LingLang Lunch (Lite) (3/7/2018): Kasia Hitczenko (University of Maryland)

Kasia Hitczenko is a graduate student from the University of Maryland. Her research focuses on infants’ acquisition of categories in language.
 

How to use context to disambiguate overlapping categories: The test case of Japanese vowel length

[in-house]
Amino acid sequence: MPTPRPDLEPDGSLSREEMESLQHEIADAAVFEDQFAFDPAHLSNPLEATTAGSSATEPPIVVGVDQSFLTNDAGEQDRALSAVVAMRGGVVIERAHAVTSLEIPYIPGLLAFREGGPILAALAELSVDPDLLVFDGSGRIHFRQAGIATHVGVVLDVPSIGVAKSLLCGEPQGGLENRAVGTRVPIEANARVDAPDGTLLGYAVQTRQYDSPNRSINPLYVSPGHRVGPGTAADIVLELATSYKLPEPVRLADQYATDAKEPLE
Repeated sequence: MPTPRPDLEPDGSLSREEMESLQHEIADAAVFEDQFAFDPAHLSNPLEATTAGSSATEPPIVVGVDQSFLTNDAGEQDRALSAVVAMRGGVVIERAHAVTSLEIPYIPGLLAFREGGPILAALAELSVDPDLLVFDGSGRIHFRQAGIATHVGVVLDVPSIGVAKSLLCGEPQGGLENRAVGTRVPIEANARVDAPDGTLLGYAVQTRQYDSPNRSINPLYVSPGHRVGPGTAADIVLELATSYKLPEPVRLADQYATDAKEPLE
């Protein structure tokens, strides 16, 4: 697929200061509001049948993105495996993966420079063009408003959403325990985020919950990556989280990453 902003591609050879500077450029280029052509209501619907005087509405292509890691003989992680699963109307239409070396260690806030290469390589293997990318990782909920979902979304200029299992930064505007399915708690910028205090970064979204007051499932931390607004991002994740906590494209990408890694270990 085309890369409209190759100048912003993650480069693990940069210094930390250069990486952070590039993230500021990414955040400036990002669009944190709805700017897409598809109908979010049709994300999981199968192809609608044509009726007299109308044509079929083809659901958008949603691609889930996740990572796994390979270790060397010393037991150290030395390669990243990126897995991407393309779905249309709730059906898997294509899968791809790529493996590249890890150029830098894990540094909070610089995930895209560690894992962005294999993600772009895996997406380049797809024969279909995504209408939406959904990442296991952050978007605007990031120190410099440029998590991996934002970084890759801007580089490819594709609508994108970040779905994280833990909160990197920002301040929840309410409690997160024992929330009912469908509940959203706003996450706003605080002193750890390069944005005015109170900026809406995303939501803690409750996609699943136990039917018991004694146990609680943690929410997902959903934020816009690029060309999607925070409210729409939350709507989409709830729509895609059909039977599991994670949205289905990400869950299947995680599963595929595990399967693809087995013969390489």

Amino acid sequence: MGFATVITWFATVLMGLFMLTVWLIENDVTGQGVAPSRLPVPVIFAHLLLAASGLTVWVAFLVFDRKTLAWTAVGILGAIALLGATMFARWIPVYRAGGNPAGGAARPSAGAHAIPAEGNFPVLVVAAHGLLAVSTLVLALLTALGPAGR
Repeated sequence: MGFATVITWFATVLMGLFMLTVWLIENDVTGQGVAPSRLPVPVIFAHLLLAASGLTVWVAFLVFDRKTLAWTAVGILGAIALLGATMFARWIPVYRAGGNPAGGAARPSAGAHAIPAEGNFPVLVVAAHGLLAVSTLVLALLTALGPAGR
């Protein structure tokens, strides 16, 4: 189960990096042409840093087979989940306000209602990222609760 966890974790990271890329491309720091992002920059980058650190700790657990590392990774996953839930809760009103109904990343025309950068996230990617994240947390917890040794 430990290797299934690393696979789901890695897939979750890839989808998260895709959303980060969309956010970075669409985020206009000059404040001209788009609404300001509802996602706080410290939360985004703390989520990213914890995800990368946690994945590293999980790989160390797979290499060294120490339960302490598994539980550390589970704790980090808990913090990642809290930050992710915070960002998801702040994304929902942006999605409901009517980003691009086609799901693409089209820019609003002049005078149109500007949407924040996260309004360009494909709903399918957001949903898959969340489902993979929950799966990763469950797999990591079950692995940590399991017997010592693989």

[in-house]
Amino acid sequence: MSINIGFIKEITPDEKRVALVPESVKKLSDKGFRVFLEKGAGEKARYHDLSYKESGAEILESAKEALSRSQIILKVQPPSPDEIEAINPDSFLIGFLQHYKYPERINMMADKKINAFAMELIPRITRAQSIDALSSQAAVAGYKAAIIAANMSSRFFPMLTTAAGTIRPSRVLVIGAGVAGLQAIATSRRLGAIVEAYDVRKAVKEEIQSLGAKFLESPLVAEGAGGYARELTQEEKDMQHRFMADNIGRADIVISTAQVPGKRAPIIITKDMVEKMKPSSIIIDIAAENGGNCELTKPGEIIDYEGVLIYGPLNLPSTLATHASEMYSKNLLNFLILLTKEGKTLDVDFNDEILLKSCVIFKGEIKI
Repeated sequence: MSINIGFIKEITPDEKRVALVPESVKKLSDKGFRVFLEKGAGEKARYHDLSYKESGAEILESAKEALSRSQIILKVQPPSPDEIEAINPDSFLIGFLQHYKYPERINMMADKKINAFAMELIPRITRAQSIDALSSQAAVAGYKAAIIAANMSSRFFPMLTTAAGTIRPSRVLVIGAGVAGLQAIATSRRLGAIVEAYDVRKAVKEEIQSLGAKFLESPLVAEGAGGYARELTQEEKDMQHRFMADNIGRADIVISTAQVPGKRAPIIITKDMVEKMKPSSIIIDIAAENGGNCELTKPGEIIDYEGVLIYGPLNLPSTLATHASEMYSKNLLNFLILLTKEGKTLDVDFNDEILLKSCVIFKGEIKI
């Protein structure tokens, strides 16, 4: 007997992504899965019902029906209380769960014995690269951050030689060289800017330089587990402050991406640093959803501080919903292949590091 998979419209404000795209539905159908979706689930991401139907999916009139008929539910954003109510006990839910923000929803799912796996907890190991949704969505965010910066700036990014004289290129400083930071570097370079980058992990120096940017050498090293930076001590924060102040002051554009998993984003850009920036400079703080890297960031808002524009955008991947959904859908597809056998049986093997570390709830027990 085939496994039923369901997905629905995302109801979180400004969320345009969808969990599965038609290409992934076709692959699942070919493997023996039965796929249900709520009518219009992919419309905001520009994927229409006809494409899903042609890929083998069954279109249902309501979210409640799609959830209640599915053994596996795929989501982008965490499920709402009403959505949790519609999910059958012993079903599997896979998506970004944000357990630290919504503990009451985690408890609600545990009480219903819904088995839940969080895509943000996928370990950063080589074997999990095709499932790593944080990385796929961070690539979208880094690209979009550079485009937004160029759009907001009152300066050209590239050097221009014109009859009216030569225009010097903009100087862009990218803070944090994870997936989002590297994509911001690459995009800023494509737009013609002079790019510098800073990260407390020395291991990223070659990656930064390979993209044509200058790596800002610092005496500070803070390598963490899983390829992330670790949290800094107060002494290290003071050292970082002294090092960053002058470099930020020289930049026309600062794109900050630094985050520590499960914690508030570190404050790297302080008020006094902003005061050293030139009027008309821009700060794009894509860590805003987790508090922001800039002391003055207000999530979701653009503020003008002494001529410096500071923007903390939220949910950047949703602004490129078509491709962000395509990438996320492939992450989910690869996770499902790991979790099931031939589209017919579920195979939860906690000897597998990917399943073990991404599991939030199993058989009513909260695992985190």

Infants learn the sound categories of their language and adults successfully process the sounds they hear, even though sound categories often overlap in their acoustics. Most researchers agree that listeners use context to disambiguate overlapping categories. However, they differ in their ideas about how context is used. One idea is that listeners normalize out the systematic effects of context from the acoustics of a sound. Another idea is that contextual information is itself an informative cue to category membership, providing top-down disambiguating information. These two ideas have been studied extensively in the literature, but they have mostly been studied using synthesized or carefully controlled lab speech. In this talk, we contrast the efficacy of these two strategies on spontaneous speech, by applying them to the test case of Japanese vowel length. We find that normalizing out contextual variability from the acoustics does not improve categorization, but using context in a top-down fashion does so substantially. This calls into question the role of normalization in phonetic acquisition and processing and suggests that approaches that make use of top-down contextual information are more promising to pursue.